30. Vallieres E, Shepherd FA, Crowley J, Van Houtte P, Postmus PE, Carney D, Chansky K, Shaikh Z, Goldstraw P, International Association for the Study of Lung Cancer International Staging C, Participating I. The IASLC Lung Cancer Staging Project: proposals regarding the relevance of TNM in the pathologic staging of small cell lung cancer in the forthcoming (seventh) edition of the TNM classification for lung cancer. J Thorac Oncol. 2009; 4: 1049-1059.

31. Travis WD, Brambilla E, Noguchi M, Nicholson AG, Geisinger KR, Yatabe Y, Beer DG, Powell CA, Riely GJ, Van Schil PE, Garg K, Austin JH, Asamura H, et al. International association for the study of lung cancer/american thoracic society/european respiratory society international multidisciplinary classification of lung adenocarcinoma. J Thorac Oncol. 2011; 6: 244-285.

32. Sahn SA. Management of malignant pleural effusions. Monaldi Arch Chest Dis. 2001; 56: 394-399.

33. Li X, Ren R, Ren S, Chen X, Cai W, Zhou F, Zhang Y, Su C, Zhao C, Li J, Cheng N, Zhao M, Zhou C. Peripheral blood for epidermal growth factor receptor mutation detection in non-small cell lung cancer patients. Transl Oncol. 2014; 7: 341-348.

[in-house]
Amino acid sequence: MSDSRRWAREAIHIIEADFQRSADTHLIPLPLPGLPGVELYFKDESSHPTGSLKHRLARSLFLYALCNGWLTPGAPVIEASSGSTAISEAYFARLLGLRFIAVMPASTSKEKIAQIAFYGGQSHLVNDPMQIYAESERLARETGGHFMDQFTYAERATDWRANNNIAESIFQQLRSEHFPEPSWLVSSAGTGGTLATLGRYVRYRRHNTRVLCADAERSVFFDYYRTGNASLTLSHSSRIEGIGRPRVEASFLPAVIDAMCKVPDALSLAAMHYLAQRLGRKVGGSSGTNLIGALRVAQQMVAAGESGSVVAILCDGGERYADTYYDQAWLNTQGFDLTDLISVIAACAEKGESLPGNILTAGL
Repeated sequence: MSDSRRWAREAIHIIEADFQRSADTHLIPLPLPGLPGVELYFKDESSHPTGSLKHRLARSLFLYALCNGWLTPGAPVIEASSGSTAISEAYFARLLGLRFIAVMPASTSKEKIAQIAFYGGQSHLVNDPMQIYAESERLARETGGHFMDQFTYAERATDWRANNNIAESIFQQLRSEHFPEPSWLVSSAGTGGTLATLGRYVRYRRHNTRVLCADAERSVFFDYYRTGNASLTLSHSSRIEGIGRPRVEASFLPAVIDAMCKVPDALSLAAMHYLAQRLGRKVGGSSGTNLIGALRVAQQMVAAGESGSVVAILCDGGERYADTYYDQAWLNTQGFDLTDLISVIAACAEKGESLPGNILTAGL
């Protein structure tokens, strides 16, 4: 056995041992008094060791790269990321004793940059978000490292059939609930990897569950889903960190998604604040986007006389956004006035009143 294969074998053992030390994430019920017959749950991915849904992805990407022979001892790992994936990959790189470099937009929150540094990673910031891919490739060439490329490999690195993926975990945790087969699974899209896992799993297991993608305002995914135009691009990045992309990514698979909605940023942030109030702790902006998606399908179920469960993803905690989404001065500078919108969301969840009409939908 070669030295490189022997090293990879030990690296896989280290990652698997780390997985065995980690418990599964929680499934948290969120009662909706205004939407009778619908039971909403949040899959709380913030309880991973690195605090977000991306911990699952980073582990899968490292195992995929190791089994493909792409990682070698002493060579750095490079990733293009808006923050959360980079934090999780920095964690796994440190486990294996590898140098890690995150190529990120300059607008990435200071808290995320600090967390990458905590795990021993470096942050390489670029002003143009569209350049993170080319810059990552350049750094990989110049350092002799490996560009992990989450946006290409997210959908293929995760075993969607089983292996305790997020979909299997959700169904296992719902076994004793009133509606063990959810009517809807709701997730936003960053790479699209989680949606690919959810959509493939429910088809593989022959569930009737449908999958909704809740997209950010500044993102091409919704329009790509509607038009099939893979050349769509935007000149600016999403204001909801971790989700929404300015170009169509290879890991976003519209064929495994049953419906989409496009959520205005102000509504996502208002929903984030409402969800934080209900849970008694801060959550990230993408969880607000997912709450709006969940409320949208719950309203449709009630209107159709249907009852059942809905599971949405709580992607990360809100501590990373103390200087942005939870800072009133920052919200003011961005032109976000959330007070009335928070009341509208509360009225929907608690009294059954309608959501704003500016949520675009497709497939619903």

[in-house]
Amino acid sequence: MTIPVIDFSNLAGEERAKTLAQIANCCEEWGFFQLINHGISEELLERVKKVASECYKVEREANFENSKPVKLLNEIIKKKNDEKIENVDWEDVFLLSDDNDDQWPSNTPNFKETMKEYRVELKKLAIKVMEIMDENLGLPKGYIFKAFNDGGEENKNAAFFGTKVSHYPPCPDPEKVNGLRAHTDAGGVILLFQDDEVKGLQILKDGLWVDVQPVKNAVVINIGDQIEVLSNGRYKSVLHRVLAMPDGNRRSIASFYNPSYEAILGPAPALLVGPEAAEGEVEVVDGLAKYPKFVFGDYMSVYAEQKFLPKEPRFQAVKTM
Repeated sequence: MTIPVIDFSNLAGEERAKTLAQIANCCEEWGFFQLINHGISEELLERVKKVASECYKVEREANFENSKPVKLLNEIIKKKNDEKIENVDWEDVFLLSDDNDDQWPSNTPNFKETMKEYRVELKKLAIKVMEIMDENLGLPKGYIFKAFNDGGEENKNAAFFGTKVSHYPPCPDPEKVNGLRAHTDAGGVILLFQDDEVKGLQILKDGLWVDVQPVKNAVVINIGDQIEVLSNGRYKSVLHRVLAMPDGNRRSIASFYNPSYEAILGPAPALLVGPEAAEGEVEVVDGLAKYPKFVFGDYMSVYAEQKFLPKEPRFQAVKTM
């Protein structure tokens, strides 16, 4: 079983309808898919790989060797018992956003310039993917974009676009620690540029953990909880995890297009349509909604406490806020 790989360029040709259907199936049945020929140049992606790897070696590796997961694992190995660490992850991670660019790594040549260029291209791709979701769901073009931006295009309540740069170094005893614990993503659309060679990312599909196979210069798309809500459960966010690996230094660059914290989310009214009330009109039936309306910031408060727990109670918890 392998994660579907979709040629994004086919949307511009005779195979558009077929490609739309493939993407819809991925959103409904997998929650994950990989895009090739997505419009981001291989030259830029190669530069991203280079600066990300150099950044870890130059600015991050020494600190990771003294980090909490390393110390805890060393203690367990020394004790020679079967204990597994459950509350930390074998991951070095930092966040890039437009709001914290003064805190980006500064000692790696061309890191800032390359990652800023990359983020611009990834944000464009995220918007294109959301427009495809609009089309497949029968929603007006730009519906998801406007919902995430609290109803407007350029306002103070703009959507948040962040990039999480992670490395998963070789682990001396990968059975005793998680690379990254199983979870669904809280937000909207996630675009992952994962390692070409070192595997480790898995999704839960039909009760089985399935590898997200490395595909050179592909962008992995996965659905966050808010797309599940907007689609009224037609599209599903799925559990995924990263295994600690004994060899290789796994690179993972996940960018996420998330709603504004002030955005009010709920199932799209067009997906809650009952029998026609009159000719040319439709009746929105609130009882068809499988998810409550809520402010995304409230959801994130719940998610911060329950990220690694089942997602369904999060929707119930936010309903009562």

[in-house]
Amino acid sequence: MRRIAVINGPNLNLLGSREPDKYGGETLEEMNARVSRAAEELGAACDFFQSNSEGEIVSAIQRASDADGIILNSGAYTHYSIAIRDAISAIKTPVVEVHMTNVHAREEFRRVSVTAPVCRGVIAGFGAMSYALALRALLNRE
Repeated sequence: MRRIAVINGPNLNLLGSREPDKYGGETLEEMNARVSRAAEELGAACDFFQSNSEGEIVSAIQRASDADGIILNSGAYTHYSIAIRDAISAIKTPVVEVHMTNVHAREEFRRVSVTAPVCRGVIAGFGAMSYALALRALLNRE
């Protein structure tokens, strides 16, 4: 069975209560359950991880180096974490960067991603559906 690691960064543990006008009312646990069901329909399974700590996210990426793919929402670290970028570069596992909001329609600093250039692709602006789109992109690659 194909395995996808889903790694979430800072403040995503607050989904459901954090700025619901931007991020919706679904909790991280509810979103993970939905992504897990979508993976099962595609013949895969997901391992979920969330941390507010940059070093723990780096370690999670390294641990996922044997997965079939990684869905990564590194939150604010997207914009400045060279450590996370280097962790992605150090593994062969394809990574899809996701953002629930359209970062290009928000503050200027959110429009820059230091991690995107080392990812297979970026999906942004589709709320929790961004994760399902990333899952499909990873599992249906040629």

34. Zhao M, Zhang Y, Cai W, Li J, Zhou F, Cheng N, Ren R, Zhao C, Li X, Ren S, Zhou C, Hirsch FR. The Bim deletion polymorphism clinical profile and its relation with tyrosine kinase inhibitor resistance in Chinese patients with non-small cell lung cancer. Cancer. 2014; 120: 2299-2307.

35. Qin H, Pan F, Li J, Zhang X, Liang H, Ruan Z. Whole brain radiotherapy plus concurrent chemotherapy in non-small cell lung cancer patients with brain metastases: a meta-analysis. PLoS One. 2014; 9: e111475.


Creative Commons License All site content, except where otherwise noted, is licensed under a Creative Commons Attribution 3.0 License.
PII: 16061